New process produces ammonia with zero carbon emissionsSiobhan Treacy | August 20, 2021
Researchers from the Korea Institute of Machinery and Materials (KIMM) created a process with renewable energy that can produce ammonia at room temperature and with normal pressure. This process has zero carbon emissions and would contribute to achieving carbon neutrality in the future.
The current organic method to synthesize ammonia is called the Haber-Bosch method, which was developed in 1913. This process yields ammonia as fertilizer and greatly increased agricultural productivity.
In recent years, ammonia has been receiving attention as eco-friendly, zero carbon emissions fuel because it doesn’t emit carbon dioxide when burned. But, synthesizing ammonia with the Haber-Bosch method uses high pressure and high-temperature conditions which require large amounts of energy and produce high levels of carbon dioxide. The Haber-Bosch method consumes 1.8% of the world’s energy and produces 1.8% of CO2 emissions.
In the new ammonia production method, water is combined with nitrogen plasma, producing hydrogen and nitrogen oxides. The oxides can be reduced to ammonia with hydrogen with catalysts; 99% of nitrogen oxides produced in the plasma reaction become nitrogen monoxide which can then be reduced to ammonia. Nitrogen monoxide reacts with hydrogen to produce ammonia with 95% high selectivity.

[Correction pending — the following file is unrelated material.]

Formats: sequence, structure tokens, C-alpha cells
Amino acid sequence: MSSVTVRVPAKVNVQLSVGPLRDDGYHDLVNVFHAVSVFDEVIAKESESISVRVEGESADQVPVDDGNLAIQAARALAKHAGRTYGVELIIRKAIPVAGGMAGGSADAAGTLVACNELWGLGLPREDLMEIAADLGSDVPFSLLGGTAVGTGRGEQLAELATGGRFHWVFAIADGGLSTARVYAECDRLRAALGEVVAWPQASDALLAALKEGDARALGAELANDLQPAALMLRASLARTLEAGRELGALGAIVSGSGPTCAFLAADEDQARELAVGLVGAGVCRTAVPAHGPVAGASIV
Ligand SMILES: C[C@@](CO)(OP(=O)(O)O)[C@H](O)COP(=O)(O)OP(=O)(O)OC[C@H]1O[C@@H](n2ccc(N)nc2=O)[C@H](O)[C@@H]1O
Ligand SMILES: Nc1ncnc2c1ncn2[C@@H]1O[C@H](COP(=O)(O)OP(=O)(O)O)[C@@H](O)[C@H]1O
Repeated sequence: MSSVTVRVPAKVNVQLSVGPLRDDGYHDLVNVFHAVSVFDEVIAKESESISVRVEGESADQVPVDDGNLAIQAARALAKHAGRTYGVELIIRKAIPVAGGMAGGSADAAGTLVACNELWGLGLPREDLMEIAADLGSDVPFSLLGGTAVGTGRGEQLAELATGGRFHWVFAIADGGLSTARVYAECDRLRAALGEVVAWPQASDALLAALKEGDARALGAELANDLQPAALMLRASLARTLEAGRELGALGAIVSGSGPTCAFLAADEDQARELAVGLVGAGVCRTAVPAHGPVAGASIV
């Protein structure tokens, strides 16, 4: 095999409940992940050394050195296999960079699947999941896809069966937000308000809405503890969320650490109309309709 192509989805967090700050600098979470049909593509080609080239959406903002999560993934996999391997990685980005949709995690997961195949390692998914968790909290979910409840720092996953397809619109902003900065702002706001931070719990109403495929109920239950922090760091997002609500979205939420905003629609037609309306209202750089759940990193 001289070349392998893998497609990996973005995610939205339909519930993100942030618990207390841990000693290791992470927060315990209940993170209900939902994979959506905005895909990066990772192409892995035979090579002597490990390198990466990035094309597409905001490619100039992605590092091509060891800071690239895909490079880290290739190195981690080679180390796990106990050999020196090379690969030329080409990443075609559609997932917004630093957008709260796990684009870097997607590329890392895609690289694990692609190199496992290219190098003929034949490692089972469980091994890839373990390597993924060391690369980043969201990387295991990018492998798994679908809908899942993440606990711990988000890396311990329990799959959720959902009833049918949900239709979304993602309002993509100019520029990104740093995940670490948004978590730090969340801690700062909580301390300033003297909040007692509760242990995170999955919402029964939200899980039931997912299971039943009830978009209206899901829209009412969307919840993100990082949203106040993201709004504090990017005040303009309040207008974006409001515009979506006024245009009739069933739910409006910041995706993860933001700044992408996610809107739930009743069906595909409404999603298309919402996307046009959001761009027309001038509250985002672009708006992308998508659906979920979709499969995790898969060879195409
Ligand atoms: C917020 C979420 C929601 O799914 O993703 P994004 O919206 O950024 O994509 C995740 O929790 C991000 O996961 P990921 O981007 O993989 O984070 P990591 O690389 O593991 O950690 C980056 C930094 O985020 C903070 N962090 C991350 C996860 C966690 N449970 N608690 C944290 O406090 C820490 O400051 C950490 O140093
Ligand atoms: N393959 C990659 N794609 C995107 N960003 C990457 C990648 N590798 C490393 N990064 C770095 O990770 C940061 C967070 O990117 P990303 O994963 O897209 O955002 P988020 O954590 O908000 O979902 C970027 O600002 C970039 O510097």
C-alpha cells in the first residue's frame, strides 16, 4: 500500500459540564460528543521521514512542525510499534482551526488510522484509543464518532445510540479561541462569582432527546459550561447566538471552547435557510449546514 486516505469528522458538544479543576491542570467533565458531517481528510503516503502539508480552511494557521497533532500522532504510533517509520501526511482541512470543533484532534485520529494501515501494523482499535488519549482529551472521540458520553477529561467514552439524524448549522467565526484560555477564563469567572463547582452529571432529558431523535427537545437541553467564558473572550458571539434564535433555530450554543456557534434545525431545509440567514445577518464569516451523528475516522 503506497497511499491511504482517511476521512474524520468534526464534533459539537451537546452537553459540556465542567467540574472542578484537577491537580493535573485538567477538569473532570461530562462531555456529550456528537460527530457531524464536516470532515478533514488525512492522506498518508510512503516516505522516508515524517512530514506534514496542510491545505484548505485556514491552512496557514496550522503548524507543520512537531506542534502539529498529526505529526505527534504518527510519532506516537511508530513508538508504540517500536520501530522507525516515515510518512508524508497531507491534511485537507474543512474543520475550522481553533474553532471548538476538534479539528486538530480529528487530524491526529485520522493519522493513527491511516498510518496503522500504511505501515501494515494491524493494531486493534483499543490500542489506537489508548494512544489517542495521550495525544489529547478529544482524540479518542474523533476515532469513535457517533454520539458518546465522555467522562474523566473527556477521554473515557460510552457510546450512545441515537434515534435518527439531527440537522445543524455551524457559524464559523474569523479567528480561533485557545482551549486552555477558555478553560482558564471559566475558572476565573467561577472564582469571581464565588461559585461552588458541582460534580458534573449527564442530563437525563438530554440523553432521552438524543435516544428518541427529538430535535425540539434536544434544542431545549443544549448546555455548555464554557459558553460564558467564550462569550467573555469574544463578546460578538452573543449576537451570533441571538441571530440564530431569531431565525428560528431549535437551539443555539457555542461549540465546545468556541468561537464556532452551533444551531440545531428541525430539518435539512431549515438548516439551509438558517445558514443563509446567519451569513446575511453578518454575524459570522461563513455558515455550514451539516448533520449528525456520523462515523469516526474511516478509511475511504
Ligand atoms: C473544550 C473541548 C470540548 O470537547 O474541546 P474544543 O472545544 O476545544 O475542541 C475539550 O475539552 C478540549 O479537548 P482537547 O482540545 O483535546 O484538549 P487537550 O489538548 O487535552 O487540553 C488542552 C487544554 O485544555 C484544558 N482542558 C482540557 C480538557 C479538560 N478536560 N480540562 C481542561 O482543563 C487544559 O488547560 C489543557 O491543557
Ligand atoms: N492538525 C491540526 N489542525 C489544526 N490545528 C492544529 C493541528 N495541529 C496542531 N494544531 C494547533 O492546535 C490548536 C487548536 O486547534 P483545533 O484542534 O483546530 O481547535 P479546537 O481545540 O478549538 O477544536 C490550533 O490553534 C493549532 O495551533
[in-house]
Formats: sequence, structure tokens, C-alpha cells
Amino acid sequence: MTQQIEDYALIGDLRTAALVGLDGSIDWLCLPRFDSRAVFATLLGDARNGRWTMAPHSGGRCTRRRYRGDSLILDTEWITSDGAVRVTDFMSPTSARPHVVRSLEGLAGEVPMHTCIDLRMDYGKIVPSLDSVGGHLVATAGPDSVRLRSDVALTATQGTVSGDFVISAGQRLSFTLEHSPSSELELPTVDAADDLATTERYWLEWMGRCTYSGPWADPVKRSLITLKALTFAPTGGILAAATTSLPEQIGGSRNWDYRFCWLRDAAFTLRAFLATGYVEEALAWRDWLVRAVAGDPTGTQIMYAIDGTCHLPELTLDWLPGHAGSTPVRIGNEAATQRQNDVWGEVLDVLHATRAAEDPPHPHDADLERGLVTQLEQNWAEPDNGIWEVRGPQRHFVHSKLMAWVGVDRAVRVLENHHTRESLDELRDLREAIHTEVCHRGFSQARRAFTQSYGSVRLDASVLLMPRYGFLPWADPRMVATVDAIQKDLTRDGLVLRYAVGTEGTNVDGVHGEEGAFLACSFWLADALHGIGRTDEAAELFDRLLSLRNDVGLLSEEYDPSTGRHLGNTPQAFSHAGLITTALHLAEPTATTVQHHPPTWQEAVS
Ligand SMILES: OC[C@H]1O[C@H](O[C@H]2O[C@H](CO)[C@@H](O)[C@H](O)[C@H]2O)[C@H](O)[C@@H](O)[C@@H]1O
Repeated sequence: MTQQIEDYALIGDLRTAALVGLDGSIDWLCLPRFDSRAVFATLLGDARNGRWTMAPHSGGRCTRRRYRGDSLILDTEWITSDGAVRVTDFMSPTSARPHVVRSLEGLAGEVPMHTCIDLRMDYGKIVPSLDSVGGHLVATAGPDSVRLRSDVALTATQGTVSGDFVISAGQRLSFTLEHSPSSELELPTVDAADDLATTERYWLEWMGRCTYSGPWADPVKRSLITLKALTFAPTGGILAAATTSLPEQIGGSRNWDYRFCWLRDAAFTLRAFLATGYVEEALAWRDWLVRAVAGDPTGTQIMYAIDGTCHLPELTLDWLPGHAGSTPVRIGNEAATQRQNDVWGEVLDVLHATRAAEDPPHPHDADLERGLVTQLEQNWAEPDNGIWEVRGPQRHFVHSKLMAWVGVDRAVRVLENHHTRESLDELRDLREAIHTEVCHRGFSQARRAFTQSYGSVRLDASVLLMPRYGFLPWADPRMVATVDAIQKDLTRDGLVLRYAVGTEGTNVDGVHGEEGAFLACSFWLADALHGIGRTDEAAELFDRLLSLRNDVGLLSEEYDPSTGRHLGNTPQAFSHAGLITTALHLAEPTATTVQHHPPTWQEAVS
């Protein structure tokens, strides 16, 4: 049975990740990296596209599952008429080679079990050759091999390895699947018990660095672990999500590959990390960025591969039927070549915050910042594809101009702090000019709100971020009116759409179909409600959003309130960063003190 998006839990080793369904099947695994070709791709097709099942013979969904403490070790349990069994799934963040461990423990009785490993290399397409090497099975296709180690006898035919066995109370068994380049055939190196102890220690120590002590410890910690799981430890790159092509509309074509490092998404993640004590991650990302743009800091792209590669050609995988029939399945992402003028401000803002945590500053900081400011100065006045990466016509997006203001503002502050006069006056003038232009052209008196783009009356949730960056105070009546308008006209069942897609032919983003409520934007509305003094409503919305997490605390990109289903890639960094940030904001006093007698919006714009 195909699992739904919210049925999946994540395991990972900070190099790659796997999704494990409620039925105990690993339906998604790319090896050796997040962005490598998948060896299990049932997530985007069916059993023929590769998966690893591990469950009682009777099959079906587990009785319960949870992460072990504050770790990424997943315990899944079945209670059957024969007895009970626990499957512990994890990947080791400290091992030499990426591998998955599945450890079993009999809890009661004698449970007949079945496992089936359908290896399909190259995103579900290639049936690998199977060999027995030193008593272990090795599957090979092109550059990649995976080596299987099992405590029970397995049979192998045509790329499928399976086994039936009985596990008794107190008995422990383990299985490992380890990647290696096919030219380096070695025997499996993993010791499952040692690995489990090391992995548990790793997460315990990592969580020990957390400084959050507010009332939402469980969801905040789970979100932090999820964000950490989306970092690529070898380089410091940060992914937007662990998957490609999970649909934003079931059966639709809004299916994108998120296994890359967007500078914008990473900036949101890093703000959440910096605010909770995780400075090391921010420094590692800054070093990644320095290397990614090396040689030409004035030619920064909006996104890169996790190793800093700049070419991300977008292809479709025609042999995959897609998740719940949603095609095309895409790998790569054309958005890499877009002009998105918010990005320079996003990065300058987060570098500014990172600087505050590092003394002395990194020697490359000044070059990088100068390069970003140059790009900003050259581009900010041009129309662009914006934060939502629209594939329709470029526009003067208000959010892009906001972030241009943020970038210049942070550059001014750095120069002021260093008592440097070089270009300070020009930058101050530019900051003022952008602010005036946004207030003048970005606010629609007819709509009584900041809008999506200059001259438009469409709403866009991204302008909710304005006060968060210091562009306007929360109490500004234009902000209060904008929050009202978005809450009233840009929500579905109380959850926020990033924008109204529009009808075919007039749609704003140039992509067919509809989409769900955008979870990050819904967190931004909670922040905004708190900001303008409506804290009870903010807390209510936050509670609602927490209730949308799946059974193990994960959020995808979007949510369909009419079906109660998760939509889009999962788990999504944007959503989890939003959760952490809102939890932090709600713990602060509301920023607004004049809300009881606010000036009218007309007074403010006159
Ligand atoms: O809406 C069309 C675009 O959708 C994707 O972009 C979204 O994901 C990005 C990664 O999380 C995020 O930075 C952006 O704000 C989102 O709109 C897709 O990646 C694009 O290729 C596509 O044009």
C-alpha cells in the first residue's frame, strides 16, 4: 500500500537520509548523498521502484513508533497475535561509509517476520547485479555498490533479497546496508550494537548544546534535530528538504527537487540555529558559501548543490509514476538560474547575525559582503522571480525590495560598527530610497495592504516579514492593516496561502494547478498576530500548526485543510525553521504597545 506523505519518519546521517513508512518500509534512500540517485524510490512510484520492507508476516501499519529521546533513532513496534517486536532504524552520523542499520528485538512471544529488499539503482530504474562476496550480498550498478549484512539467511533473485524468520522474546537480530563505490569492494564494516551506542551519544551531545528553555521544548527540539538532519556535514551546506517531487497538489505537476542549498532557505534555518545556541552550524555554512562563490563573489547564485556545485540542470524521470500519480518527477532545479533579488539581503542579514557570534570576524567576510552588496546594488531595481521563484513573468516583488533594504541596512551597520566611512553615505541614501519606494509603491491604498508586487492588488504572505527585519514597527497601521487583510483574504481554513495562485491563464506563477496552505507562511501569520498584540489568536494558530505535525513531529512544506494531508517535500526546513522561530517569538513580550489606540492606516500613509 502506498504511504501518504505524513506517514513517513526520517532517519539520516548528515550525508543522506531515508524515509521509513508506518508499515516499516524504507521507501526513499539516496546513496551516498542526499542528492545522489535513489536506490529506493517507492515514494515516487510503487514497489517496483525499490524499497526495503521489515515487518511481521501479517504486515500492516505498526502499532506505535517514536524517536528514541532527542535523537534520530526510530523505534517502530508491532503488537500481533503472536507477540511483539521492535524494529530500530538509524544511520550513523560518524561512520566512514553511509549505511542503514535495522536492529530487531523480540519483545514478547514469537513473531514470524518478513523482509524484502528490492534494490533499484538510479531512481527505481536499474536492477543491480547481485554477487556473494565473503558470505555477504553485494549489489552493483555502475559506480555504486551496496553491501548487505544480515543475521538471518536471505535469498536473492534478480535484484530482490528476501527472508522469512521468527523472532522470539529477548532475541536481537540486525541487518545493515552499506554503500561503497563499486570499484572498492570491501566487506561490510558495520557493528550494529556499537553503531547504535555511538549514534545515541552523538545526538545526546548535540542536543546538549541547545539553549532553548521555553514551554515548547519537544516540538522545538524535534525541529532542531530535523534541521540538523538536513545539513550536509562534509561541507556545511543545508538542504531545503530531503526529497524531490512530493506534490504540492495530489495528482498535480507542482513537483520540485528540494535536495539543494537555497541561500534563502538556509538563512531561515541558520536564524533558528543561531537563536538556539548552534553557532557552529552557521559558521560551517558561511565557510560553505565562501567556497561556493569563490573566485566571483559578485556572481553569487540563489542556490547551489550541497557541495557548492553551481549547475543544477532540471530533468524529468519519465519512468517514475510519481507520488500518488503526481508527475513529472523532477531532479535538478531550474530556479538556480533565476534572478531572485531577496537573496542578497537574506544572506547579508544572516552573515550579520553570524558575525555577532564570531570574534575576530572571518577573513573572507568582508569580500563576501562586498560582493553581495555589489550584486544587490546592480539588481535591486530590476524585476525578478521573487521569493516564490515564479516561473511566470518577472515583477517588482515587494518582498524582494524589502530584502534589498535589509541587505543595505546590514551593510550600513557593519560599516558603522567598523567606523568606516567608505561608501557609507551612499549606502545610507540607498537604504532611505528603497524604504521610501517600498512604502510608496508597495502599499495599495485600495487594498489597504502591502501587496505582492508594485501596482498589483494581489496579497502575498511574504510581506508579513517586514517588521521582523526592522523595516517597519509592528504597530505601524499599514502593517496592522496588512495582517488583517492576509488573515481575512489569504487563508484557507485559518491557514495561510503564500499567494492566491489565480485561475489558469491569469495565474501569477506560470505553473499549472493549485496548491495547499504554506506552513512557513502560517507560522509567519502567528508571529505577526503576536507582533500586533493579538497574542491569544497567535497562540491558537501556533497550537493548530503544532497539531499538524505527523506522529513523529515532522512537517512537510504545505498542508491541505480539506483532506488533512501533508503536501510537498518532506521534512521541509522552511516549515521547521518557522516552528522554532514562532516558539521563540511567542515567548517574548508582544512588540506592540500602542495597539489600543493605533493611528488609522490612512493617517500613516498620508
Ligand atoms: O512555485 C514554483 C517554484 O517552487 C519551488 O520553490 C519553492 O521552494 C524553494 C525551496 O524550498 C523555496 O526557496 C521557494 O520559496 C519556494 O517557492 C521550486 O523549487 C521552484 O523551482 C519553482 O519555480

The heat generated during plasma decomposition is used for catalytic synthesis process. This process can achieve a yield 300-400 times greater than current ammonia production tech alternatives to the Haber-Bosch method. The by-product is an aqueous solution of nitrate that can be used as an agricultural nutrient solution and oxidizing agent.
The new process can be expended on a large scale through a modular system because the reaction occurs with water and nitrogen at room temperature and room pressure conditions.
The team is currently working on improving the cost and efficiency of ammonia production by developing scale-up and commercialization technology. They hope to collaborate with other engineering companies in expending efforts to ammonia plants.
A paper on this research was published in ACS Energy Letters.